Patience and persistence in Asia-Pacific

Johnson Har, head of Hong Kong at Alter Domus, Kevin Williams, head of operations for Asia-Pacific, and Jayesh Peswani, relationship manager for Asia-Pacific, offer their perspective on Asian special situations and how investors can access opportunities onshore and in the broader region.

This article is sponsored by Alter Domus

How much distressed debt and special situations activity are you seeing beyond Europe and US?

Johnson Har: In Hong Kong, we are seeing more direct special situations investment activity. Historically this has been conducted by locally based fund managers focusing on that specific strategy, but we are now witnessing a change in the type of market participants.

Investors are diverting from fixed income hedge funds and instead going into the direct debt area, for example. Additionally, we are aware of a lot more LPs in general becoming interested in the Asia-Pacific region and are looking for managers in this area. There are a lot of discussions going on among people looking to launch a fund in the next six to 12 months.

Kevin Williams: As far as distressed debt goes we are not seeing a very high amount of transactions taking place, but mainland China is getting a lot of coverage over the non-performing loan issue, which is obviously something that foreign investors have a history in. The problem is that the deals being done are conducted in an opaque market and it’s difficult to get a handle on the total amount of volumes being transacted. That said, the main issue at the moment is one of supply, and while local and foreign players are setting up platforms to purchase NPLs, they probably wish they could deploy more, but need to be a bit patient to actually put that capital to use.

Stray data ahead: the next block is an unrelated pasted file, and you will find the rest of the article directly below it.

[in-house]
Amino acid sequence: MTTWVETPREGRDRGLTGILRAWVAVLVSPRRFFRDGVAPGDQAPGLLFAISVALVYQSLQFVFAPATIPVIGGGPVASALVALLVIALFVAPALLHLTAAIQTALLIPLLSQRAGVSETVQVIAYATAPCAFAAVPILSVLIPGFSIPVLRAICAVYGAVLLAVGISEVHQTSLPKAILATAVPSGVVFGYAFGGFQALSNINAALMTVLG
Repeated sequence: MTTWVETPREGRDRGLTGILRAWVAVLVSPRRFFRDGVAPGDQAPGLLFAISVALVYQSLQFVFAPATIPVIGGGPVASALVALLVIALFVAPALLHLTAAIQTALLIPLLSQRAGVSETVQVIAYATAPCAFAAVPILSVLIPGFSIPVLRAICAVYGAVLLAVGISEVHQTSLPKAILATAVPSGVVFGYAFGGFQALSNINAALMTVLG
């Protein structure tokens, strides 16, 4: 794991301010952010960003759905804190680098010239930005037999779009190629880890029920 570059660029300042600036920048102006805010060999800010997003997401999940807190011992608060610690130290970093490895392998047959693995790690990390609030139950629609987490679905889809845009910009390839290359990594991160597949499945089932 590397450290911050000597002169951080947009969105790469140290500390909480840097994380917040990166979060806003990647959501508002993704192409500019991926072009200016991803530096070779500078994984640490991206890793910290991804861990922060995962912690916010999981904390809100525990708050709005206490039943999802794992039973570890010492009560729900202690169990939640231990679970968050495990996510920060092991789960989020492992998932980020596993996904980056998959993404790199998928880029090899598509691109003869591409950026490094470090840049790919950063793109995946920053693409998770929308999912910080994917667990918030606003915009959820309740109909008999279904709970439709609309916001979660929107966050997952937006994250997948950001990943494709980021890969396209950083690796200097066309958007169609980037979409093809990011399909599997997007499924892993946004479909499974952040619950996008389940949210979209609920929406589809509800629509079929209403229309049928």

What is driving investors’ interest in Asian distressed debt and special situations?

Jayesh Peswani: News stories, such as the recent ramp up in the trade war between US and China, suggest that some companies will soon start to feel the pinch. When that happens, you will start to see more deals taking place. This means that those investors who have already raised capital are either actively investing, or instead circling around some of these companies, waiting for activity to pick up. It’s one of those markets where it is really hard to figure out what exactly is happening because the whole strategy of distressed debt managers is to quietly approach potential targets and do the deal before other people find out.

What kind of opportunities are your clients looking at in markets like Asia?

JH: With the debt market in Asia-Pacific having more depth and breadth, investors are getting more comfortable and it’s no longer seen as a niche product. And it’s not just first-time debt funds, but also other firms that have raised these types of funds before or are looking to expand their other fixed income strategies into that area. Real estate is certainly one of them, whether it’s NPLs or special situations. Chinese real-estate developers need more flexible sources of capital, be it domestic or international in origin.

Outside of China we are definitely seeing credit opportunities with real estate as well. Whether it’s a mezzanine player just getting more money than they could from the banks, or unusual situations with collateral, there is often a real estate borrower involved.